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HOW-TO VIDEO BELOW!
Just when you thought adding greenery to your home’s interior couldn’t get any easier (cue delightful music and slideshow pictures of succulents sunning themselves in a kitchen window, stylishly hanging out on a bookshelf or keeping company with a stack of books on a side table), faux succulents and greenery have entered the building.
You might say…
Oh, NO! Not FAUX!
And my reply…
Oh, YES! Go FAUX!
Let me take it one step further.
Today’s post will offer you four unique ideas to DIY your own faux and fabulous planters, along with a video tutorial to make it even easier! Oh, and with the help of our sponsor, HomeRight, and their wonderful spray shelter, you can paint with confidence and without the mess and instantly fall in love! Check out my article on 4 reasons you should use a spray shelter to learn more.
1. Fishbowl Planter
• fishbowl (the one we used was from a flower bouquet, but you can also find them at Michael’s for $7.99)
• tarp or newspaper
• Rust-Oleum Paint & Primer In One (we used flat black)
• candleholder base (the one we used in this project was also found at Michael’s)
• plastic container (reuse any carton like yogurt, cottage cheese, parmesan cheese, etc.)
• decorative pebbles (available at any nursery or craft store like Michael’s…or river)
• sand (available at any beach, nursery or craft store)
• HomeRight Spray Shelter, small (you’ll absolutely fall in LOVE with this handy piece of equipment!)
1. Paint the OUTSIDE of your fishbowl. Tip! Turn your bowl upside-down onto a couple bricks to keep the lip of the bowl nice and pristine. The spray shelter will keep dust and tree debris from blemishing the finish. Also, give it a couple coats to make sure there are no blank/open spots – that would ruin the poshness that is this planter! Allow paint to dry, a minimum of 2 hours.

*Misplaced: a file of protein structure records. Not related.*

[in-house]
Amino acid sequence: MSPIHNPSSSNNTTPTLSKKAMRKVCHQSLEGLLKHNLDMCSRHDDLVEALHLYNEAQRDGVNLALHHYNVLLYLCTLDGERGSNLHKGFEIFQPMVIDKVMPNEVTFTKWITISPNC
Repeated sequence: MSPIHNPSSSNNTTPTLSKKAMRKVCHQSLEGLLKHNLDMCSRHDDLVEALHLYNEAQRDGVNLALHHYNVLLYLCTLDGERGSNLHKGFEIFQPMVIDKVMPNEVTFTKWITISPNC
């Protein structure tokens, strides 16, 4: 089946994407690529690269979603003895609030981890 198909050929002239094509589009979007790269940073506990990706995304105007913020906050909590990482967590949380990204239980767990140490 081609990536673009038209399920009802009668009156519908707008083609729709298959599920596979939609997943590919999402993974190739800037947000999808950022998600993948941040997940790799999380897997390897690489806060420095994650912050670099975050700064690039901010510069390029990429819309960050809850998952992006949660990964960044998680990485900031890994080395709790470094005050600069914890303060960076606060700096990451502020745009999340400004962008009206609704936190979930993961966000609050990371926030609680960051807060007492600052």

2. Adhere the candleholder base. Glue underneath and around the EDGE of the bottom. If you only glue the center, your base will not stick. Apply glue to both the bowl and the base, wait 2 minutes (allowing the glue to activate), then stick together. Add a weight (like a stack of books or a brick) and allow to cure for 24 hours.
3. Place plastic container upside-down into bowl. This will help take up space so you don’t have to add so much sand or pebbles. It also helps cut down on the overall weight of your finished planter.
4. Add sand up to about 2 inches from the opening, then finish with pebbles on top. Since these are faux succulents, you can even add dirt or marbles or any other material to fill the bowl. Note: be sure whatever you add will hold the stems, though.
5. Add and arrange succulents into bowl. This is the FUN part! Tip: add enough so your bowl looks full and use different styles and colors for interest.
Optional: Add a little personality and humor with floral decor like spray-painted plastic toys or tiny trinkets or drink decorations…whatever melts your butter!
2. Box Planter
• wooden or cement planter box (this one was found at Home Depot)
• hand/block or electric sander
• sand paper (P60 coarse, P120 fine)
• painters tape
• spray paint (we used Rust-Oleum Paint & Primer in satin white)
• tarp or newspaper
• packing peanuts (you can find these at any office supply store or shipping service)